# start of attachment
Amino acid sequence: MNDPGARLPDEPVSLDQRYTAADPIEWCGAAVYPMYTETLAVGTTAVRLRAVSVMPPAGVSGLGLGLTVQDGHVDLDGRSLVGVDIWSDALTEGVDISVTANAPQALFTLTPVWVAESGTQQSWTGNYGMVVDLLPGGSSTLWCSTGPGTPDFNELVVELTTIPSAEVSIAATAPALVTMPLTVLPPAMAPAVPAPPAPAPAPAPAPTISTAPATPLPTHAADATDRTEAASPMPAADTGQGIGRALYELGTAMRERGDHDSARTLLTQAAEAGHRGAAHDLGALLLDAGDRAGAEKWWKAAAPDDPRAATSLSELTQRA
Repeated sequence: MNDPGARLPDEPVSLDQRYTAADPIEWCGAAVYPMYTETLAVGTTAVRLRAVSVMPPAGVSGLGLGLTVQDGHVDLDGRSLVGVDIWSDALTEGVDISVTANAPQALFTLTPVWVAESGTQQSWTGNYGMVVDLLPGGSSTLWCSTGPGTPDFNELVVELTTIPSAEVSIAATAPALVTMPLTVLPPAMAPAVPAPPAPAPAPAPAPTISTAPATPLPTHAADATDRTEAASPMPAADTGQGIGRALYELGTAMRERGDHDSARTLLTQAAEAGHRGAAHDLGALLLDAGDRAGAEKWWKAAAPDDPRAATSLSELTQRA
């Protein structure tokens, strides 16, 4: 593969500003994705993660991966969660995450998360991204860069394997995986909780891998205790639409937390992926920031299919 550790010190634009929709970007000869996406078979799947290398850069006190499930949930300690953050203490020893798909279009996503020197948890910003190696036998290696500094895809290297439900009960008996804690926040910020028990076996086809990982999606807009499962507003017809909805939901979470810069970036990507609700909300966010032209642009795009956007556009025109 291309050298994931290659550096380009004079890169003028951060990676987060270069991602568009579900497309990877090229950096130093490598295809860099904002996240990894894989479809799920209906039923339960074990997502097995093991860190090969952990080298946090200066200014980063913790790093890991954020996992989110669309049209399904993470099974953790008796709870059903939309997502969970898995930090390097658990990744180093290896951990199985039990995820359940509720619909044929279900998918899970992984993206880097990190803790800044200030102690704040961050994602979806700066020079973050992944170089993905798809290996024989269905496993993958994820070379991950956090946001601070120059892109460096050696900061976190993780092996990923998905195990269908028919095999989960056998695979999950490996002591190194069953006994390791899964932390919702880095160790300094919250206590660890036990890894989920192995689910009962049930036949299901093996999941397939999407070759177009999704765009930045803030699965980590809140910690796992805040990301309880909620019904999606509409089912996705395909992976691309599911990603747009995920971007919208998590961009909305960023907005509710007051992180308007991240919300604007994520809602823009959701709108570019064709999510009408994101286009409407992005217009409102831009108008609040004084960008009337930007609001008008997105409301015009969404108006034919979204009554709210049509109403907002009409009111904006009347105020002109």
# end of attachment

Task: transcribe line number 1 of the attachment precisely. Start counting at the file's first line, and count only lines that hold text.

Amino acid sequence: MNDPGARLPDEPVSLDQRYTAADPIEWCGAAVYPMYTETLAVGTTAVRLRAVSVMPPAGVSGLGLGLTVQDGHVDLDGRSLVGVDIWSDALTEGVDISVTANAPQALFTLTPVWVAESGTQQSWTGNYGMVVDLLPGGSSTLWCSTGPGTPDFNELVVELTTIPSAEVSIAATAPALVTMPLTVLPPAMAPAVPAPPAPAPAPAPAPTISTAPATPLPTHAADATDRTEAASPMPAADTGQGIGRALYELGTAMRERGDHDSARTLLTQAAEAGHRGAAHDLGALLLDAGDRAGAEKWWKAAAPDDPRAATSLSELTQRA